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This organic emergence of an informal structure is what many anti-management advocates use to justify their stance. They say there is no need for formal bureaucracy when people will automatically follow natural leaders and good ideas.

While I appreciate the philosophical sentiment, I think it's both a little naive and a little jaded.

Naive because in practice, there are real disputes, and someone needs to be in a position to resolve those disputes and keep things organized. When the structure is informal, even with great technical people (and often this occurs more often with great technical people), effort will often be spent on duplicate tasks, and the differing implementations will compete for mindshare internally. While that's not always a problem, there are times when the structure needs to be directed so that more important corporate goals can be achieved. If the employees can't operate with unity, they may find the whole company unified with them on the unemployment line in the not-too-distant future.

It's naive because good ideas are not always received well by self-interested actors, especially when you're dealing with people of mixed experienced levels and backgrounds, as any company with more than a few employees is. The manager's role is to make a critical analysis of the proposal and make what is frequently a difficult choice about what will be in the organization's long-term interest.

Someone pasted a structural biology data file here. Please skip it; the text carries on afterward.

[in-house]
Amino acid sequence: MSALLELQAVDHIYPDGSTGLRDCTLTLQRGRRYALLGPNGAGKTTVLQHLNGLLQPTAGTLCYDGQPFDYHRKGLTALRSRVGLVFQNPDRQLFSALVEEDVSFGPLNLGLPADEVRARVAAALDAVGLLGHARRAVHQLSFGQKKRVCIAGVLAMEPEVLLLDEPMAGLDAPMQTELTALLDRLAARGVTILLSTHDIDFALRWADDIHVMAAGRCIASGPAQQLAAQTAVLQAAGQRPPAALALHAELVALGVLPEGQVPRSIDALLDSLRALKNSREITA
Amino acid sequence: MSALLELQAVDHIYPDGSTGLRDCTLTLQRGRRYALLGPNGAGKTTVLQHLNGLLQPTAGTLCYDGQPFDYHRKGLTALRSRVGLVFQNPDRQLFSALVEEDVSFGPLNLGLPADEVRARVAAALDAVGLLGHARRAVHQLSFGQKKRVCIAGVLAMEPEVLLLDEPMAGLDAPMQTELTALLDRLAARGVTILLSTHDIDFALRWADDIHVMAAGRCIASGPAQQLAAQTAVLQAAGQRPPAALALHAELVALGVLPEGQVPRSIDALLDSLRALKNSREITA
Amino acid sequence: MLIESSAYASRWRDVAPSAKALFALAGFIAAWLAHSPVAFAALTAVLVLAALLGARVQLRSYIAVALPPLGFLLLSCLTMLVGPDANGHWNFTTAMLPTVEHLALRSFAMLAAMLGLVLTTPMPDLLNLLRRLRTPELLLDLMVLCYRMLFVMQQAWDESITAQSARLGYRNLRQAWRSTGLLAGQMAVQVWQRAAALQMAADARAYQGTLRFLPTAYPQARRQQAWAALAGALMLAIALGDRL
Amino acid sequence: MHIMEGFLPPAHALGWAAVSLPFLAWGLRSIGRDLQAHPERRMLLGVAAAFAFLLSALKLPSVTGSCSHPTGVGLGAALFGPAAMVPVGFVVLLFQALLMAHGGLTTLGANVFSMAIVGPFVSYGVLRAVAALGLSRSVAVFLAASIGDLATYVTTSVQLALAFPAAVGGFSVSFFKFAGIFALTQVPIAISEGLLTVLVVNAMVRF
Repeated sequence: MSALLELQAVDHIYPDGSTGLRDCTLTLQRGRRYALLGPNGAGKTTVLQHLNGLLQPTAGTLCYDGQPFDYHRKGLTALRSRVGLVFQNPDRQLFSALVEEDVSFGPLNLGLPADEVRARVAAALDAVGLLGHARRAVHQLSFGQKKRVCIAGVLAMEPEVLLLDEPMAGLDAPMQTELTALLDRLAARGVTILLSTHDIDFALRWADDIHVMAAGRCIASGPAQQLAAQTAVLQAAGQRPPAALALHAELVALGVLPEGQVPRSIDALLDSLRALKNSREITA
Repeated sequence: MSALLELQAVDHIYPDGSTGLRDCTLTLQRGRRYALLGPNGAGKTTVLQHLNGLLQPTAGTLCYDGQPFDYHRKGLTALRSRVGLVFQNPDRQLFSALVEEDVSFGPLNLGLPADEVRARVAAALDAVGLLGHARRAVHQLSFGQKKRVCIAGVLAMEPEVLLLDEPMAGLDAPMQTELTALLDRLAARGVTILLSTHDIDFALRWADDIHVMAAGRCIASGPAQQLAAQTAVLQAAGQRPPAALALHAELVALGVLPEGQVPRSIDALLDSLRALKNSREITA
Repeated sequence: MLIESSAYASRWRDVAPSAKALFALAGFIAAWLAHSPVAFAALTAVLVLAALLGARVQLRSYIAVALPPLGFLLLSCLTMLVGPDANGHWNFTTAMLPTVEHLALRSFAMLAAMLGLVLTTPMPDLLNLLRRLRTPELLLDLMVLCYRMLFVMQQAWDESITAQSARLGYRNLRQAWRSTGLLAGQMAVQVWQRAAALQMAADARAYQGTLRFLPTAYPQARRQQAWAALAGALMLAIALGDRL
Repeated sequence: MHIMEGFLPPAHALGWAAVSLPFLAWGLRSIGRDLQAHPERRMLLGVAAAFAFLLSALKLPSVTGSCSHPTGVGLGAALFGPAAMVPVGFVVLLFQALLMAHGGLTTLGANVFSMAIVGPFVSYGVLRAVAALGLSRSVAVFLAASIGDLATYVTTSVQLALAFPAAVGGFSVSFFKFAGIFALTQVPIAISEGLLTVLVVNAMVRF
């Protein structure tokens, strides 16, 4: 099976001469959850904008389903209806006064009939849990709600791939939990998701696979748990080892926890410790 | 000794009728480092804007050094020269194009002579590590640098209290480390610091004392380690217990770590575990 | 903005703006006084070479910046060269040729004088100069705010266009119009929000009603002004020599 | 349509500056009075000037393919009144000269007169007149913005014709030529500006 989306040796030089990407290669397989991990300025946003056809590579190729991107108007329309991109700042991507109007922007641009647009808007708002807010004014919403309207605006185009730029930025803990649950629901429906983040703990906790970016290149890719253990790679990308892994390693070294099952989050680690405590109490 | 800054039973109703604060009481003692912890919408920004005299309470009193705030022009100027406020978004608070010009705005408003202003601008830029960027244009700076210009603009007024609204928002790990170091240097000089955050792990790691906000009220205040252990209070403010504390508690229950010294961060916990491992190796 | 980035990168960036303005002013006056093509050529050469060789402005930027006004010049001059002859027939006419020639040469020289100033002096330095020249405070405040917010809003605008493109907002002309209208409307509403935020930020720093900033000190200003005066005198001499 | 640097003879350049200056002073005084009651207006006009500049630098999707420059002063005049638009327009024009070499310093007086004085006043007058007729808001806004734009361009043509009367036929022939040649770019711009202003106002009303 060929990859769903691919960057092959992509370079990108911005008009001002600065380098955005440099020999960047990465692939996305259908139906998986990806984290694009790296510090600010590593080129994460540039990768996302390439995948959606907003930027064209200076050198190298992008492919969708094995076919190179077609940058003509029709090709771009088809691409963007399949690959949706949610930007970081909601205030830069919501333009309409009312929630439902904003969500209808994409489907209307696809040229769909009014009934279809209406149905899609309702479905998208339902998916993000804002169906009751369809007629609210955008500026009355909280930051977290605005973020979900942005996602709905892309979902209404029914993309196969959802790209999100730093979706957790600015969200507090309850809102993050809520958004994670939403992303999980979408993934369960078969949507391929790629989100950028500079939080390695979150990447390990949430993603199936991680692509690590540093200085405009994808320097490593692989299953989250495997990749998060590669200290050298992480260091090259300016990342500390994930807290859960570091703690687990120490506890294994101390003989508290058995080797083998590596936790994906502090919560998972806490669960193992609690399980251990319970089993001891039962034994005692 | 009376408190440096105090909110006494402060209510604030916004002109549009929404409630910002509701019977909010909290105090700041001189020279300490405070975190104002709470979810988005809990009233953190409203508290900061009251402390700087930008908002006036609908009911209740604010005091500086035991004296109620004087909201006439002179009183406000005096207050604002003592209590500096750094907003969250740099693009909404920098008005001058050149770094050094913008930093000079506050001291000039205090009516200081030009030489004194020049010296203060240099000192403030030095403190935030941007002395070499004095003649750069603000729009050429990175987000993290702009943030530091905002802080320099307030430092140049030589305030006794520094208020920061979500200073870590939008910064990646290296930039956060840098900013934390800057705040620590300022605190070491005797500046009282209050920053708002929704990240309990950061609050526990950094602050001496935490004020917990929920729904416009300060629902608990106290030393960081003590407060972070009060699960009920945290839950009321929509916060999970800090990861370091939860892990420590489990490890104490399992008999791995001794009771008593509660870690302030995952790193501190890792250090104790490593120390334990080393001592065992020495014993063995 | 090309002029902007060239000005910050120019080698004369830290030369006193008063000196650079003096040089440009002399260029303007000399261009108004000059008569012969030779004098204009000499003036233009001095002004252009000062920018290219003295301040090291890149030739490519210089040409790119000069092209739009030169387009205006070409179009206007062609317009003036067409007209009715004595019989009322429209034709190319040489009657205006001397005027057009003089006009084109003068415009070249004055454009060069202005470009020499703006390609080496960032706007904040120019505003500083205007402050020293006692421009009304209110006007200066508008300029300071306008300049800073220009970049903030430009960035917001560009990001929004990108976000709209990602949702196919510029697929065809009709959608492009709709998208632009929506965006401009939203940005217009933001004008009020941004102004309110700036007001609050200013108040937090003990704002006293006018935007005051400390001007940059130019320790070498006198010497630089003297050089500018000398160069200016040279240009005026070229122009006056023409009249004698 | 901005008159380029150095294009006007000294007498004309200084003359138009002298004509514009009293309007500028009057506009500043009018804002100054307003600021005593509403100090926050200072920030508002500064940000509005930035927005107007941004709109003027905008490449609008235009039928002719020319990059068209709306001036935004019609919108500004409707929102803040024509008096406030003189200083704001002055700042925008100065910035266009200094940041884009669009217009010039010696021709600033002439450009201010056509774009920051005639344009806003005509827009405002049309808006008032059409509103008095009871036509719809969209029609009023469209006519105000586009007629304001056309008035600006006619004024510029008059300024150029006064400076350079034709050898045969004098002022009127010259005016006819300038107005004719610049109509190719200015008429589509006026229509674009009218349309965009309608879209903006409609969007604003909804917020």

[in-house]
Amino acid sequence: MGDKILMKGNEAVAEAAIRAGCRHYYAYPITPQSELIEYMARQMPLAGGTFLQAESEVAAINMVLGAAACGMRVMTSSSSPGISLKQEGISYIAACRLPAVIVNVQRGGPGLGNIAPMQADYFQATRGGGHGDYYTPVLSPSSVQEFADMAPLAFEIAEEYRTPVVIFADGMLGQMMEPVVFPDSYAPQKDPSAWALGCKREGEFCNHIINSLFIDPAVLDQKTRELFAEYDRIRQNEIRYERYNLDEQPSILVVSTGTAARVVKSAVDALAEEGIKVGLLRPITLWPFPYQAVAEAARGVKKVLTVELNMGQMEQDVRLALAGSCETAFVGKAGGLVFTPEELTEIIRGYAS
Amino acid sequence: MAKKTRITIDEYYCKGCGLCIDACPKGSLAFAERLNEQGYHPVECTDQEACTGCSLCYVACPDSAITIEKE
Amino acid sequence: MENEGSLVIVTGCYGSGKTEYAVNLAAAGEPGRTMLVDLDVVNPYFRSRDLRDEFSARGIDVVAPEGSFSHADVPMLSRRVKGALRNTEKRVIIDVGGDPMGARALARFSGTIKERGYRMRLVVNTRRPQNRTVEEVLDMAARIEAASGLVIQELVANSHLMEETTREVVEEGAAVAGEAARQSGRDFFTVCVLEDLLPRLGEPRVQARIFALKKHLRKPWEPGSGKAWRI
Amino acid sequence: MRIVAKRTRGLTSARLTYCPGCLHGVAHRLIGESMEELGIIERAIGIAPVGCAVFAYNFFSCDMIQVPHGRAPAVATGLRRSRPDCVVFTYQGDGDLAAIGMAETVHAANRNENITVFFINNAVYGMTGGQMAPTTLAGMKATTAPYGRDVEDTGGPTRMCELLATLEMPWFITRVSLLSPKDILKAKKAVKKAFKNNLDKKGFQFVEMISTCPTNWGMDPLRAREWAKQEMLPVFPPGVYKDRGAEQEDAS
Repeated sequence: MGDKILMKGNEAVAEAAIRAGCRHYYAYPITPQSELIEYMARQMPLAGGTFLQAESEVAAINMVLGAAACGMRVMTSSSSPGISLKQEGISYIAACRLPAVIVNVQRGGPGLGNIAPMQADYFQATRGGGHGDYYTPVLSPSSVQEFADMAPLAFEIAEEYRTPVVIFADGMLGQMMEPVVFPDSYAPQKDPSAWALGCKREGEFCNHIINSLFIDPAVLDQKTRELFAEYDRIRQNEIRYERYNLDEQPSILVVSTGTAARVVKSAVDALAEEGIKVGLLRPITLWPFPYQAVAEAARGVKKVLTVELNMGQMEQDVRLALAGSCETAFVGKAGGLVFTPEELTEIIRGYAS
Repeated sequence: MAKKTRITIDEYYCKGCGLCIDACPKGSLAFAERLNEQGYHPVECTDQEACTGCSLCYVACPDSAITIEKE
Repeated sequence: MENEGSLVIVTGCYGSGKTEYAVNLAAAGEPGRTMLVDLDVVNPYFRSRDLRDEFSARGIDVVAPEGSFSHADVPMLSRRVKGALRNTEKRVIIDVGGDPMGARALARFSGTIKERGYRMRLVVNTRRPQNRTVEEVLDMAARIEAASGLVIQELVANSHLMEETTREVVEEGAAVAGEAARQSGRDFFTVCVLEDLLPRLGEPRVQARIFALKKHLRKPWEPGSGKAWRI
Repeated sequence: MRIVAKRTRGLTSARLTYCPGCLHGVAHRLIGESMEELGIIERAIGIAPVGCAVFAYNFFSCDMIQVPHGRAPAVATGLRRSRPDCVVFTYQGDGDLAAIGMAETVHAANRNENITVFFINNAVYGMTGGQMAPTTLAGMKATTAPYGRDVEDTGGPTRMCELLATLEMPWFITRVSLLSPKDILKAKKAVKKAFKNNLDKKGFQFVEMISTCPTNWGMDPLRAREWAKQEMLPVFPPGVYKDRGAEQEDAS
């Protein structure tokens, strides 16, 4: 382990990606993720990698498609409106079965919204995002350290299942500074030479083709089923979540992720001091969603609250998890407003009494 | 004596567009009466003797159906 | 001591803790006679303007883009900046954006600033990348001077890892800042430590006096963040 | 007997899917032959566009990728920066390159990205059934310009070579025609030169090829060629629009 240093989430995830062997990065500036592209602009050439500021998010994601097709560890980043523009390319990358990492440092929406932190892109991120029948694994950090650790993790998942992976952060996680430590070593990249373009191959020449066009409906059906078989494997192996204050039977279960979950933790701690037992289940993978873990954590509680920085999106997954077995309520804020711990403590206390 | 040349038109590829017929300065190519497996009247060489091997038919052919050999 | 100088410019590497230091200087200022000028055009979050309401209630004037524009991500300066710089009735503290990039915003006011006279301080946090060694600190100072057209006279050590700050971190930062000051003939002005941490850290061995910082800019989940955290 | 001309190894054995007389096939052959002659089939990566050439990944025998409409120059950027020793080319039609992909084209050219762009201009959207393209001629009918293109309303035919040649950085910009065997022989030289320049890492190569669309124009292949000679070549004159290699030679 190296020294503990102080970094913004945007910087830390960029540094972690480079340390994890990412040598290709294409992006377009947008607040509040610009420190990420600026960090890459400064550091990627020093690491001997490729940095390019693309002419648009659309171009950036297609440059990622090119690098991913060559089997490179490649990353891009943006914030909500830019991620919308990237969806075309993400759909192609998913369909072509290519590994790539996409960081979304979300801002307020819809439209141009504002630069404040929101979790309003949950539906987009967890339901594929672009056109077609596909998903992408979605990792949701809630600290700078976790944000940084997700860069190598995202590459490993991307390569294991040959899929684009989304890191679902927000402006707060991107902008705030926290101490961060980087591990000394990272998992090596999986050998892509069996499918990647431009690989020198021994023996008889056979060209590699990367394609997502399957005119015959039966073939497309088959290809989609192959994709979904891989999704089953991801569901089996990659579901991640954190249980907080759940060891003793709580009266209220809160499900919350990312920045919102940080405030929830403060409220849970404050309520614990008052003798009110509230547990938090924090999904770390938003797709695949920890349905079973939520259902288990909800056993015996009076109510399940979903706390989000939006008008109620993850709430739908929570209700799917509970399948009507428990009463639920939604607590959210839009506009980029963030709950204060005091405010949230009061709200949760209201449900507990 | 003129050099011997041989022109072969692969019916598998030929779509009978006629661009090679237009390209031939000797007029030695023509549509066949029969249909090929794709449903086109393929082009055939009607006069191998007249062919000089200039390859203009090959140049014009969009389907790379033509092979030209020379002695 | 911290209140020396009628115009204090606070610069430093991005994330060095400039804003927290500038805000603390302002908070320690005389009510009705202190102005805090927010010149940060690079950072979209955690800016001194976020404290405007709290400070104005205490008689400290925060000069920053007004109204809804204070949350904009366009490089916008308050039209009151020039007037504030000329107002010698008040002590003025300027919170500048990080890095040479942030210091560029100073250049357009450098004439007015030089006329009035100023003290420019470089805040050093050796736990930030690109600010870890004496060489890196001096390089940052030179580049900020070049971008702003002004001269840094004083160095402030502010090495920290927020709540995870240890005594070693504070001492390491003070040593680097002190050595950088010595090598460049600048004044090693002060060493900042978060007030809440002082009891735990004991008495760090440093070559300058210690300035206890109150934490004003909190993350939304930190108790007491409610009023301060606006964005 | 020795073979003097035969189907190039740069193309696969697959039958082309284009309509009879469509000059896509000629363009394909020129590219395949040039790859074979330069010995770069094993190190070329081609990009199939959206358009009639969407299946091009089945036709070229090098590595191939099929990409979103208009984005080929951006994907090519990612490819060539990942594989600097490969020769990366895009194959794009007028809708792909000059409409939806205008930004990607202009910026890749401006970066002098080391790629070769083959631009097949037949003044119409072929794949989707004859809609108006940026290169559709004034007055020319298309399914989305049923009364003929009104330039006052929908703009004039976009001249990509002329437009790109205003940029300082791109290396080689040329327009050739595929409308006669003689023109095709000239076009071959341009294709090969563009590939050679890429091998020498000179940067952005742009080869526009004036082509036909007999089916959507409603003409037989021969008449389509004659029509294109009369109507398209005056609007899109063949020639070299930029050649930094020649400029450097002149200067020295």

It's also naive because there needs to be a designated official who represents both you to the company and the company to you. That representation ensures you always have someone to voice your concerns and needs to. It ensures that you understand what the company wants you to be doing instead of having to try to pull it out of the ether, come out with the wrong thing, and find yourself in sudden political turmoil. It ensures that you have an appointee who can advise and represent your cause in sensitive personnel matters, and argue for the value you bring to the company. A good manager serves many very important organizational functions besides just determining technical direction.

Jaded because such a massive majority of managerial structures are so comically broken and useless, that traumatized workers don't understand how they could ever be useful for anything and just want to chuck the whole thing out. Believe me, I beyond sympathize with this, but I don't think it always has to be that way. This is part of why finding a good corporate fit is very important for the job seeker.

Any time you get more than 3-5 people in a room, a political pecking order will naturally arise. That force needs checks and controls to keep everyone safe. Benevolent, mindful leadership from good, fair judges is critical to the success of any group of humans, whether organized into a corporation, nation, tribe, family, or other. We can't discard that principle just because it's hard to find qualified leaders.

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